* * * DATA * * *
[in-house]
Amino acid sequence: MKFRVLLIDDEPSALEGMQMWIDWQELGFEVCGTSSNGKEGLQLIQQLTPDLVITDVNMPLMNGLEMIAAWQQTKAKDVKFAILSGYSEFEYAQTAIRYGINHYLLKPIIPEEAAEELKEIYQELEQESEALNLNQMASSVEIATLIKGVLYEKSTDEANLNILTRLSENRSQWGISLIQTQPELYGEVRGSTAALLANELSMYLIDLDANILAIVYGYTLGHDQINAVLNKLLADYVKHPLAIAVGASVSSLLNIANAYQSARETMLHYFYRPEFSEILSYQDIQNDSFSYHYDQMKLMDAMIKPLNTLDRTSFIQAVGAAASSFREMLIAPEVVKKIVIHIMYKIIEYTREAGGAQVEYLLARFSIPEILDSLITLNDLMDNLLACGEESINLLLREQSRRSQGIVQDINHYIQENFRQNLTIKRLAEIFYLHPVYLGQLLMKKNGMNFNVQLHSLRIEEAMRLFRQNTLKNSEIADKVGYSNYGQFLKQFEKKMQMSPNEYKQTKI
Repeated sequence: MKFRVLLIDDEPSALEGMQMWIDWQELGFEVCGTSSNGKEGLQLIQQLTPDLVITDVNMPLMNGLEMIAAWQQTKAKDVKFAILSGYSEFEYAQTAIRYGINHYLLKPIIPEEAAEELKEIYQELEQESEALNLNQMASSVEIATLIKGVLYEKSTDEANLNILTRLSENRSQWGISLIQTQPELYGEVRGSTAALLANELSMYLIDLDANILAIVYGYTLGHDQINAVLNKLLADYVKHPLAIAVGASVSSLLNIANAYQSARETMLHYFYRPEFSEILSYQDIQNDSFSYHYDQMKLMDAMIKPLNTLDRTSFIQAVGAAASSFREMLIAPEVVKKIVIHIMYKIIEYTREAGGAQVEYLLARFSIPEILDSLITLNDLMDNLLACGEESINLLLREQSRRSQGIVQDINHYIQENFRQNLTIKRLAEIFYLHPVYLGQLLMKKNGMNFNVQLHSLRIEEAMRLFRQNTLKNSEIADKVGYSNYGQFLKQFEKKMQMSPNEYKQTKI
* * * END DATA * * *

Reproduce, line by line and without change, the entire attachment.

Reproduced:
[in-house]
Amino acid sequence: MKFRVLLIDDEPSALEGMQMWIDWQELGFEVCGTSSNGKEGLQLIQQLTPDLVITDVNMPLMNGLEMIAAWQQTKAKDVKFAILSGYSEFEYAQTAIRYGINHYLLKPIIPEEAAEELKEIYQELEQESEALNLNQMASSVEIATLIKGVLYEKSTDEANLNILTRLSENRSQWGISLIQTQPELYGEVRGSTAALLANELSMYLIDLDANILAIVYGYTLGHDQINAVLNKLLADYVKHPLAIAVGASVSSLLNIANAYQSARETMLHYFYRPEFSEILSYQDIQNDSFSYHYDQMKLMDAMIKPLNTLDRTSFIQAVGAAASSFREMLIAPEVVKKIVIHIMYKIIEYTREAGGAQVEYLLARFSIPEILDSLITLNDLMDNLLACGEESINLLLREQSRRSQGIVQDINHYIQENFRQNLTIKRLAEIFYLHPVYLGQLLMKKNGMNFNVQLHSLRIEEAMRLFRQNTLKNSEIADKVGYSNYGQFLKQFEKKMQMSPNEYKQTKI
Repeated sequence: MKFRVLLIDDEPSALEGMQMWIDWQELGFEVCGTSSNGKEGLQLIQQLTPDLVITDVNMPLMNGLEMIAAWQQTKAKDVKFAILSGYSEFEYAQTAIRYGINHYLLKPIIPEEAAEELKEIYQELEQESEALNLNQMASSVEIATLIKGVLYEKSTDEANLNILTRLSENRSQWGISLIQTQPELYGEVRGSTAALLANELSMYLIDLDANILAIVYGYTLGHDQINAVLNKLLADYVKHPLAIAVGASVSSLLNIANAYQSARETMLHYFYRPEFSEILSYQDIQNDSFSYHYDQMKLMDAMIKPLNTLDRTSFIQAVGAAASSFREMLIAPEVVKKIVIHIMYKIIEYTREAGGAQVEYLLARFSIPEILDSLITLNDLMDNLLACGEESINLLLREQSRRSQGIVQDINHYIQENFRQNLTIKRLAEIFYLHPVYLGQLLMKKNGMNFNVQLHSLRIEEAMRLFRQNTLKNSEIADKVGYSNYGQFLKQFEKKMQMSPNEYKQTKI